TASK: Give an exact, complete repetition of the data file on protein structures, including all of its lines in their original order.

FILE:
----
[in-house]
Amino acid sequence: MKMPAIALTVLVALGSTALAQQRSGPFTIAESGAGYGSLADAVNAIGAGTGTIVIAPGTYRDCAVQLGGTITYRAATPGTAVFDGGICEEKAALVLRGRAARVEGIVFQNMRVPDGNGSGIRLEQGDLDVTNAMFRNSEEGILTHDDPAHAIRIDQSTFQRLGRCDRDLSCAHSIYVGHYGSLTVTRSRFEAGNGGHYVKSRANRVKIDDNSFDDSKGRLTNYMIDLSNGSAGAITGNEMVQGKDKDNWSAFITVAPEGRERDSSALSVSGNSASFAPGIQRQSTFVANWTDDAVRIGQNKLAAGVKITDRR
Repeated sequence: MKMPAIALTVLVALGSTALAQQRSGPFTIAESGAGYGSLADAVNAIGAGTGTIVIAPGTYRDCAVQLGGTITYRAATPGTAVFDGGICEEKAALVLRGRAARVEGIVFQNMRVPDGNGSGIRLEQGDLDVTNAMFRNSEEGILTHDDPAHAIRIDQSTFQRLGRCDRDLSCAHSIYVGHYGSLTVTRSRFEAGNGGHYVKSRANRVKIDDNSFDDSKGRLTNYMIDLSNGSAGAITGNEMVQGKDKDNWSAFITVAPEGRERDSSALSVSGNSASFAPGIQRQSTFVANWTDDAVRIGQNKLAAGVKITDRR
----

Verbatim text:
[in-house]
Amino acid sequence: MKMPAIALTVLVALGSTALAQQRSGPFTIAESGAGYGSLADAVNAIGAGTGTIVIAPGTYRDCAVQLGGTITYRAATPGTAVFDGGICEEKAALVLRGRAARVEGIVFQNMRVPDGNGSGIRLEQGDLDVTNAMFRNSEEGILTHDDPAHAIRIDQSTFQRLGRCDRDLSCAHSIYVGHYGSLTVTRSRFEAGNGGHYVKSRANRVKIDDNSFDDSKGRLTNYMIDLSNGSAGAITGNEMVQGKDKDNWSAFITVAPEGRERDSSALSVSGNSASFAPGIQRQSTFVANWTDDAVRIGQNKLAAGVKITDRR
Repeated sequence: MKMPAIALTVLVALGSTALAQQRSGPFTIAESGAGYGSLADAVNAIGAGTGTIVIAPGTYRDCAVQLGGTITYRAATPGTAVFDGGICEEKAALVLRGRAARVEGIVFQNMRVPDGNGSGIRLEQGDLDVTNAMFRNSEEGILTHDDPAHAIRIDQSTFQRLGRCDRDLSCAHSIYVGHYGSLTVTRSRFEAGNGGHYVKSRANRVKIDDNSFDDSKGRLTNYMIDLSNGSAGAITGNEMVQGKDKDNWSAFITVAPEGRERDSSALSVSGNSASFAPGIQRQSTFVANWTDDAVRIGQNKLAAGVKITDRR